“Welcome to the Geneva Camp” is another powerful narrative that uses the form of a photo essay to record the lives of predominantly Urdu speaking people living in “the largest camp in Bangladesh, housing roughly 25,000 people in an area spanning three football fields” (251). The author, Maria M. Litwa, begins with a wide shot of the area while she talks about its history and then moves on to some particular stories from the camp. The photographs capture the plight of these permanent refugees so poignantly that there is hardly a need for words. The “stateless” refugees are a constant presence in this collection. Some other stories that look at these questions of migration, rights, and subsequently one of belonging that persist even now are “The Taboo,” “Know Directions Home?” and “Karachi-Delhi Katha”.

Vishwajyoti Ghosh does a commendable job of bringing the diverse second and third generation voices together and unveiling a new picture of partition. The voices not only work in tandem with the lived experiences of the survivors and refugees but also lead the composers of the stories to integrate themselves into the grand narrative, proving the point that the Partition is not a static event that occurred in 1947 but continues to live in the present through inherited memories, interactions, and issues. Ghosh’s contribution, “A Good Education” becomes part of such an endeavor as he skillfully juxtaposes his grandmother Amiya Sen’s harsh experiences in camps for East Bengali refugees in Dandakaranya with his own innocent childhood memories of the refugee kids in Kasturba Niketan, Lajpat Nagar, New Delhi.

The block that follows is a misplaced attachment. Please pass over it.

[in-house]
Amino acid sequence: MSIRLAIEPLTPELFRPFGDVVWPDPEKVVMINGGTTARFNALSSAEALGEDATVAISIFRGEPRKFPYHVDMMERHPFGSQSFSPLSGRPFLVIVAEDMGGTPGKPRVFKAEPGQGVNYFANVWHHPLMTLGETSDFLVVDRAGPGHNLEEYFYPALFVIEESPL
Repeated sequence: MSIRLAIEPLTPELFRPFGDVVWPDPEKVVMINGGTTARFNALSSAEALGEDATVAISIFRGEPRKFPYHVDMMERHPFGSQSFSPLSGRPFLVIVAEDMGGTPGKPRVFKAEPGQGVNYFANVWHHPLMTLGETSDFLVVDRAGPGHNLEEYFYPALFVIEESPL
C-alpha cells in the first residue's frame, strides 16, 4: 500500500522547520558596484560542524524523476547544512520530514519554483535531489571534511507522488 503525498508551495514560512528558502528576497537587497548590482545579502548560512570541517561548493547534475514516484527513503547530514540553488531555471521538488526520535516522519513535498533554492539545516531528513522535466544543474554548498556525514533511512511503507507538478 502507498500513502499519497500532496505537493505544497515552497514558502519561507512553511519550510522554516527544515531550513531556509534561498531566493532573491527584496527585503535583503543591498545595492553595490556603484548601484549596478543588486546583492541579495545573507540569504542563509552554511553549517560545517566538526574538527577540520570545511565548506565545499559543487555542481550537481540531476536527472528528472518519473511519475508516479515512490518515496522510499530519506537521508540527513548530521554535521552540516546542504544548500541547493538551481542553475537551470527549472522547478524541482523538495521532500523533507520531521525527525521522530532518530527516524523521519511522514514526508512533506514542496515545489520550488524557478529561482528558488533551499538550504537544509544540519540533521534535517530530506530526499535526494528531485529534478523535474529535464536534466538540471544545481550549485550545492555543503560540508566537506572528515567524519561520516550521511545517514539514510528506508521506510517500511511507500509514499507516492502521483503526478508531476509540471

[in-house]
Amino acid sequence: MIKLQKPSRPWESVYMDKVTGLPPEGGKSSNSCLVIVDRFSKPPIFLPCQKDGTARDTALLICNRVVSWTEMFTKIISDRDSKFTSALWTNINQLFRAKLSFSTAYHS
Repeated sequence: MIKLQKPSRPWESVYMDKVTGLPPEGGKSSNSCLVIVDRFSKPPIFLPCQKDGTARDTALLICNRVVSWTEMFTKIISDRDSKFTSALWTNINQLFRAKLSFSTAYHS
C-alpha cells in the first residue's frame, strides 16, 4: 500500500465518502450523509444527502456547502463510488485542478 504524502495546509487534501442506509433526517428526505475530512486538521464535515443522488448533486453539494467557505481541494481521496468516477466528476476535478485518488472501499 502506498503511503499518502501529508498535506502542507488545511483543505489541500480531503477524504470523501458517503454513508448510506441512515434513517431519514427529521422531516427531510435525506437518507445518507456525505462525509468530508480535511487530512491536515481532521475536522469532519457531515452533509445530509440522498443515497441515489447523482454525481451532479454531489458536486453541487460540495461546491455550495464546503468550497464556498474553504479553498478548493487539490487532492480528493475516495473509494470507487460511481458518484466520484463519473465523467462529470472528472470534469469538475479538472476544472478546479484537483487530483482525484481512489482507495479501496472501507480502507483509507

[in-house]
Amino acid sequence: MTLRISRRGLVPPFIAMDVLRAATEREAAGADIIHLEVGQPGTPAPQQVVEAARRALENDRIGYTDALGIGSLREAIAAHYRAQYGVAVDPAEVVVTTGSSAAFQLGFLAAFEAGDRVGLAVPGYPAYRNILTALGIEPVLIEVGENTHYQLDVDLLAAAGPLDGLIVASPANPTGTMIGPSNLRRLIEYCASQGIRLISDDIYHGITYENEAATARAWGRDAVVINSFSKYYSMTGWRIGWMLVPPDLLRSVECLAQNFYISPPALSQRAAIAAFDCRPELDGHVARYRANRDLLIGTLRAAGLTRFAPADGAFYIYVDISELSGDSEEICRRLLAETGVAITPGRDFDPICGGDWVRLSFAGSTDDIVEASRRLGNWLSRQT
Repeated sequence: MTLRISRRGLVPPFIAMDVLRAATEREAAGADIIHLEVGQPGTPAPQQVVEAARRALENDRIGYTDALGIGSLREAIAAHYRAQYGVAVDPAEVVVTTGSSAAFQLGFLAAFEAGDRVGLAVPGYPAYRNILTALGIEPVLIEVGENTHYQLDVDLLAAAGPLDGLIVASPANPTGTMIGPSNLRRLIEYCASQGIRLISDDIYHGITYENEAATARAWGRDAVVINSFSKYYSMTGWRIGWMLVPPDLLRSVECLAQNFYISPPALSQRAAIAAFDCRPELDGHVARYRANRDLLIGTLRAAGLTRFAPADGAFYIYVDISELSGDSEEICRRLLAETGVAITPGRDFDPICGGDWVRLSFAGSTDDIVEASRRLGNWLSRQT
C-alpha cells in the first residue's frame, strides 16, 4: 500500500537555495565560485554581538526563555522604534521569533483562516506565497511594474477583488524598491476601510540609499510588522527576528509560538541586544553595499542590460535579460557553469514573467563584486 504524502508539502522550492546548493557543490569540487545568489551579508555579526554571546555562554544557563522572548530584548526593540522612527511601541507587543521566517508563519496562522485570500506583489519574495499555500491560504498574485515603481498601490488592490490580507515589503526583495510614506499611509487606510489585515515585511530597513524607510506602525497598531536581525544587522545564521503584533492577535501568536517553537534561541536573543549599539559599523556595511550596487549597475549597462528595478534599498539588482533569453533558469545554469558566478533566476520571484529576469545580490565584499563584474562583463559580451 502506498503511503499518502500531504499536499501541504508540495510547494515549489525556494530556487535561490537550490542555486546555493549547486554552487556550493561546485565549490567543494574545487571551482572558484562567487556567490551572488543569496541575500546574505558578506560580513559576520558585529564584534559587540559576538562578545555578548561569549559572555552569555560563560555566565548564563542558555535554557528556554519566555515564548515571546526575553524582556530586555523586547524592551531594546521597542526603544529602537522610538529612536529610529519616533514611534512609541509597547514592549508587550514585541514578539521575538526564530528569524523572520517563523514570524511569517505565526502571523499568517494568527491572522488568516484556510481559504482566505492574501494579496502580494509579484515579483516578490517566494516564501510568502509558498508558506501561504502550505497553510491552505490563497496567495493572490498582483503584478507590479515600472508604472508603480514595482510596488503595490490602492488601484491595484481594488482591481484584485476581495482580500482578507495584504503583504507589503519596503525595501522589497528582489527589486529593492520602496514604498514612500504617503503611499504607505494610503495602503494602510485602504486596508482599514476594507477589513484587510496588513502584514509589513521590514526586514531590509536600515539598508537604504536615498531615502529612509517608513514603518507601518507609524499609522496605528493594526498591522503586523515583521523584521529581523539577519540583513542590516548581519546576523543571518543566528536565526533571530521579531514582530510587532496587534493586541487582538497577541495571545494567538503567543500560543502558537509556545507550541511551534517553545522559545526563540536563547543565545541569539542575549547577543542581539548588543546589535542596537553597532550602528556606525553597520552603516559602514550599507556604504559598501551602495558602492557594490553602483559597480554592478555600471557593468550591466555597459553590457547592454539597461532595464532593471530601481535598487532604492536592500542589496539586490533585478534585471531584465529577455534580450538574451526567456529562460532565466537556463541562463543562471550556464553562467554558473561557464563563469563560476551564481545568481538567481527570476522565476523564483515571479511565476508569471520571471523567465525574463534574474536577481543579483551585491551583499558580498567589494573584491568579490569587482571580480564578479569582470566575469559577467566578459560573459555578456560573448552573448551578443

If Ghosh’s story questions his privilege in having been able to afford to go to an English medium school, thereby separating hims from the lot of many refugees, “Making of a Poet” by M. Hasan and Sukanya Ghosh poses the question of what land means to a poet, especially a dispossessed one. Then there are tales that reveal some happy coincidences as well, like Ahmad Rafay Alam’s and Martand’s Khosla’s “90 Upper Mall.” These two met as international students (from Pakistan and India respectively) in the UK. Once they moved past what the history books taught them about the neighboring nation they discovered some common connections that included their grandparent’s alma mater and a house, 90 Upper Mall or 1 Bawa Park. This house in Lahore that belonged to Khosla’s family before Partition and was allotted to Alam’s family after thus became a story about the “absurd and arbitrary nature of Partition” (189). While rare, the coincidental but shared legacy of 90 Upper Mall connects them, creating an odd but real sense of hope for coming together of the future generations.

The stories are not arranged in any particular order of theme or geographical area, which can be unnerving on the one hand, but on the other, suggests that it is not necessary to follow the thread from beginning to end. Each narrative stands on its own, and together the stories work as a collage of memories and experiences. Like any other anthology though, some stories fit better than the others. Stories like “A Letter from India,” a tribute to the original penned by Intizar Hussain, takes on an essentially oral Dastangoi tradition. The attempt is bold and original, yet the narrative loses some of its crispness and captivating quality by virtue of being translated and written down instead of spoken aloud. There are others where the visual components distract one from the narrative or vice versa. Finally, some like “Bastards of Utopia” with its highly experimental style might seem too abstract for some readers.

This Side, That Side is a significant addition to the corpus of Partition Literature. As an attempt to “restory” Partition through the eyes of the children and grandchildren of Partition survivors, the anthology succeeds. In doing so, however, it avoids some of the more harrowing subjects of violence and loss. Nevertheless, the themes that the stories do engage in, and the visual tools that they use, make them valuable to both an academic and non-academic audience. Subaltern studies scholars might be a little disappointed in its partial treatment of a historically charged subject, but overall it is a useful resource for anybody working in the area of Partition studies, and/or graphic narrative scene in South Asia.